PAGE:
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[personal profile] corvidmelodies
The work of my Initiate year in the Wildflower Tradition began in earnest a couple of weeks ago. As we began, each of us received two pots, in which we planted seeds for various herbs that would grow along with us. I immediately froze at the idea that I would be responsible for plants. I am great at taking care of animals. My two 2-year-old cats are lean, healthy, impossibly energetic, and thriving. My old, blind brown tabby will turn 16 this summer. But every plant I had before that day either failed to grow or died within the month. I had convinced myself that I had a black thumb. Swallowing hard, I vowed that I would do everything within my ability to put my fear aside and trust the process.

Trent, my troublemaking orange cat, loves to play Sir Isaac Newton, and his adopted sister Daria isn't much help in that arena either, so the plants couldn't live inside. I chose to place my pots, alongside my wife's pots, on an attractive wire display, right in view of both of our altars to ensure watering would happen. Remembering my tendency to overwater, I didn't give the plants any moisture for several days. When one of my hivemates got sprouts mere days later, she informed me that the plants needed water at least once a day, and that the soil needed to be damp. So I watered daily after that.

A week after planting, I still had no sprouts. Several others in my Hive had plants growing. I felt despondent. Before going out the door to teach my Sunday morning yoga class, I picked up each pot after watering it, and said to the seeds within, "Hi, I love you. Please grow."

That very afternoon, a tiny sprout poked its head out of the soil in one of my pots. My mind exploded in awe: I grew a thing! I'm actually not hopeless in the garden! Every time I turned around to look at the pot, the sprout within had changed. There were increasingly more and more sprouts each time I looked. Just three days later, the second pot began to sprout. And today, a mere week later, the third pot yielded its first sprout. The fourth pot hasn't sprouted yet, but the surface of the soil is starting to pucker, which I have learned heralds the coming of the first sprout.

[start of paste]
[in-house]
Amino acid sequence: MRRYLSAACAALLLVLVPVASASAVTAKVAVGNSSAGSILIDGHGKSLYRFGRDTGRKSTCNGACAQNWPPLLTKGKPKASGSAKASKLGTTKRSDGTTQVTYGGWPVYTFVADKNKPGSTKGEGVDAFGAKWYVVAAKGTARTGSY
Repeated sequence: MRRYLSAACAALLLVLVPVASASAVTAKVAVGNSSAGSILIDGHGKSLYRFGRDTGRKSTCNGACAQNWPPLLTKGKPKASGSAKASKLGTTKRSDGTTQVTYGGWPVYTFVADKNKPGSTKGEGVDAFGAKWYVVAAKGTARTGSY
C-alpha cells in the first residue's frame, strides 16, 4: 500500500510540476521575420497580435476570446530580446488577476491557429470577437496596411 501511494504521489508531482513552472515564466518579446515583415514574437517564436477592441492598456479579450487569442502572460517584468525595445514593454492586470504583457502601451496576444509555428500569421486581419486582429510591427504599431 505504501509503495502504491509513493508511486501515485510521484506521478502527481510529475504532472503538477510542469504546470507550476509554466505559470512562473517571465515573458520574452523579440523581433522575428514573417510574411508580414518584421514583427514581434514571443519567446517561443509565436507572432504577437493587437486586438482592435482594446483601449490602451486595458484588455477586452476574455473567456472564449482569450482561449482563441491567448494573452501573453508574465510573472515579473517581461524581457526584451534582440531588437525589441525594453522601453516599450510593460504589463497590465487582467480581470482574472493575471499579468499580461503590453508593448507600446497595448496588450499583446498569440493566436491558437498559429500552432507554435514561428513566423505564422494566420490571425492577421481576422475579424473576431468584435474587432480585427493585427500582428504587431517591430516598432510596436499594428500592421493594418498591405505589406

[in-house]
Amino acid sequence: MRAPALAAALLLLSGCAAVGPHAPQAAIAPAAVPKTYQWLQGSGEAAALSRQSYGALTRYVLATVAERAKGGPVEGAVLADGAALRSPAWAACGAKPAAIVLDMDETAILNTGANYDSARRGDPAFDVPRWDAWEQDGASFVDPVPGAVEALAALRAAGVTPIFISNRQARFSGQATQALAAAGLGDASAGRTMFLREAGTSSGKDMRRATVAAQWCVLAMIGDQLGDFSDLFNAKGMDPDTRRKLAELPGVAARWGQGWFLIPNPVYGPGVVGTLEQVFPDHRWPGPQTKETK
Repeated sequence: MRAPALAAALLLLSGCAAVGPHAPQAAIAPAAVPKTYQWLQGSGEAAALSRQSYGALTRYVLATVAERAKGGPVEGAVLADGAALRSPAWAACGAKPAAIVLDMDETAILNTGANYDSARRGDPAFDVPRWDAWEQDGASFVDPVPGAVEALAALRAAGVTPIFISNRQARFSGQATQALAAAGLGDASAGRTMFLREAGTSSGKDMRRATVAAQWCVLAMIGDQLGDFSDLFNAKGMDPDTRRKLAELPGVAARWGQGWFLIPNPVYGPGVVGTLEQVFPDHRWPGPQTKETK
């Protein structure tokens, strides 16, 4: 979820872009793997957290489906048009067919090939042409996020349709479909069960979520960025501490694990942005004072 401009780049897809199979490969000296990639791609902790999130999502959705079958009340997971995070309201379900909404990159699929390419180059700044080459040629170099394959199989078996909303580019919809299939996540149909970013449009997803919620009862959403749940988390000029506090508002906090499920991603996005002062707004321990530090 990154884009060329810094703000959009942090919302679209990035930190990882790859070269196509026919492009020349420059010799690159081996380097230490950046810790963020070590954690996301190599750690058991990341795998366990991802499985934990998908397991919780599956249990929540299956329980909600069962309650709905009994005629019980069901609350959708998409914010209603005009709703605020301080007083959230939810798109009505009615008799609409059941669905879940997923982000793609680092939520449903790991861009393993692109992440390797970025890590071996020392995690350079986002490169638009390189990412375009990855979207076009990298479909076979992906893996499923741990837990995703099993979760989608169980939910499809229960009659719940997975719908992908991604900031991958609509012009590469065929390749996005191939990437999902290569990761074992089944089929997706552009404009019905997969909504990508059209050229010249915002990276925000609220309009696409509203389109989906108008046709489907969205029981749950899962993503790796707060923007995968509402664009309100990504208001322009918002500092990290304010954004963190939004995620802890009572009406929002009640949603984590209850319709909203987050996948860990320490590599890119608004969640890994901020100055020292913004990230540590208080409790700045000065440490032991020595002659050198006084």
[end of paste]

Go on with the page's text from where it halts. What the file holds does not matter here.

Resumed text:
I began to wonder what else I could grow. I began to research vermicomposting, and hope to start my first worm bin soon. This morning, after dreaming about the Black Madonna and discovering she likes flowers of all sorts, I bought a mini rose bush to grow, and I began a garden altar.

Earlier this year, an ethereal being of light told me in a dream that I needed to evict anyone who was living rent-free in my head. I have since learned that this also applies to ideas we have about ourselves that hold us back from really becoming all we can be. If we choose not to listen to the fearful negative voices, try a thing, and then see what happens, we may surprise ourselves. Removing the "can'ts" from the limitations we place on ourselves, the stories we tell ourselves about who we are and what limits us helps us grow both as human beings and magical beings.

Once we get rid of those old stories and toss them in the compost, we wind up with fertilizer for new skills and capabilities we never thought were possible. And from that, we evolve.

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Ravensong Phoenixfire

March 2016

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